Tanzania Daily News (Dar es Salaam)

17 March 2014

Tanzania: Govt Moves to Cut Infant Mortality

Sumbawanga — THE government has ordered Regional and District authorities to allocate a sufficient budget for equipment and obstetric emergency care services in hospitals and health centres as a way of reducing maternal and infant mortality.

This was said here on Saturday by Prime Minister Mizengo Pinda during an event to mark the White Ribbon Day.

The day is marked in remembrance of women who died while giving birth and advocating for improved health services to reduce such deaths.

In a speech read on his behalf by the Minister for Health and Social Welfare, Dr Seif Rashid in Mtowisa Village in Sumbawanga District, the Premier said that maternal and infant mortalities remain a critical challenge in the country.

He pointed out that having in place well equipped hospitals and health centres was the only way through which the deaths would be reduced. "The African demographic health surveys indicates that in Eastern Africa, Tanzania holds the second position in the number of women dying out of 100,000 live births with 454 deaths.

The first is Uganda with 437 deaths, Rwanda comes third with 476 followed by Kenya 488 and Burundi 500," he said. He added that the Ministry of Health and Social Welfare wanted Big Results Now in the reproductive health section, adding that putting in place better health care services was critical.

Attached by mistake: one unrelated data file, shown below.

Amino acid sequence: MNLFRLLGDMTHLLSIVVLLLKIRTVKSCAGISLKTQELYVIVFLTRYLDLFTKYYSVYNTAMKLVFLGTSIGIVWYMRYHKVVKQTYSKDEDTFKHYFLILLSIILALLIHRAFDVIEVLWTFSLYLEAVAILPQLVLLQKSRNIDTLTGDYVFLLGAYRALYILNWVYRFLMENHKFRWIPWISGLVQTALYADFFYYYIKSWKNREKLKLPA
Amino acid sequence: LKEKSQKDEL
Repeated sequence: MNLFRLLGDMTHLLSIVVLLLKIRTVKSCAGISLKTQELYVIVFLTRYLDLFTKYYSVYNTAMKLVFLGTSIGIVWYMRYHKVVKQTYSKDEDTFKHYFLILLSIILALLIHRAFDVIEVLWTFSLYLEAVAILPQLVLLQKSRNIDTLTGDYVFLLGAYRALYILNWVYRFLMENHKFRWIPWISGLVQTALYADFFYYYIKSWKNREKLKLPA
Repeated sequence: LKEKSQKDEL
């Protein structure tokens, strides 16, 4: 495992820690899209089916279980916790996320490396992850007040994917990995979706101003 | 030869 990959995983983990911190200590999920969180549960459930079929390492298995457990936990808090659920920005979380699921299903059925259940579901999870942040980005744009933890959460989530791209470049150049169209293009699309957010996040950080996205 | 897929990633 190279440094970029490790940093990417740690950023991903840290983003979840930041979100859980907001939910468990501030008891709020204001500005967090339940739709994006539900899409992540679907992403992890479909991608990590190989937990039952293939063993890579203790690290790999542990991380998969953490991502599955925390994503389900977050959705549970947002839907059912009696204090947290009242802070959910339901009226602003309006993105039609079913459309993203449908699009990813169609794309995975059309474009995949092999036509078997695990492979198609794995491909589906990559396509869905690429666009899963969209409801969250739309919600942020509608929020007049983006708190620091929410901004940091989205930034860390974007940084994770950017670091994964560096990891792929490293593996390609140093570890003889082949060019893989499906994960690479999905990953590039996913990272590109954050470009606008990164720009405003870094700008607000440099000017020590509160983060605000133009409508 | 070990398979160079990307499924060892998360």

Mr Pinda pointed out that putting allocating 15 per cent of the budget as per the Abuja Declaration of 2001 was the government's plan. He added that limited resources have always been a hindrance in achieving the target.

"The current budget had placed priority in other sectors such as infrastructure which are also crucial in ensuring reliable transportation which is another avenue to ensure reduced deaths," he said.

He added that the government would make sure that the health budget is increased alongside other supportive sectors.

Mr Pinda noted further that Tanzania is one of the six African countries with speedy reduction of under-five and infant mortality by 54 out of 1,000 live births and 26 out of 1,000 live births respectively.

"Between 1990 and 2012, Tanzania reduced maternal deaths by 47 per cent, so we are yet to achieve the MDG (Millennium Development Goal) target of 193 deaths per 100,000 live births. The target should reach 75 per cent reduction," he said.

He added that all the stakeholders should work hard to reduce the deaths by three quarters to achieve the MDGs Number 5.

Mr Pinda added that infant deaths were reduced from 112 out of 1,000 live births in 2005 to 81 out of 1000 live births in 2010 and the current survey indicates that the number has gone down to 54 out of 1,000 live births.

Earlier, the White Ribbon Alliance for Safe Motherhood Country Coordinator, Ms Rose Mlay had noted that the weeklong preparations ahead of the day in question have been fruitful with residents in Rukwa Region donating 977 bottles of blood.

"People in this region have showed a high level of love to women by donating 977 bottles of blood which is a record since we started marking White Ribbon Day in 2006," she said.

Ms Mlay added that 16,828 Tanzanians have signed a petition pressing the government and other stakeholders to play its role in ensuring that essential reproductive health care services are put in place to save lives.

"The petition signed manually and online wants the central and local governments to put in place a sufficient budget for reproductive health care services and ensure that at least 50 per cent of health centres offer obstetric emergency care services," she said.

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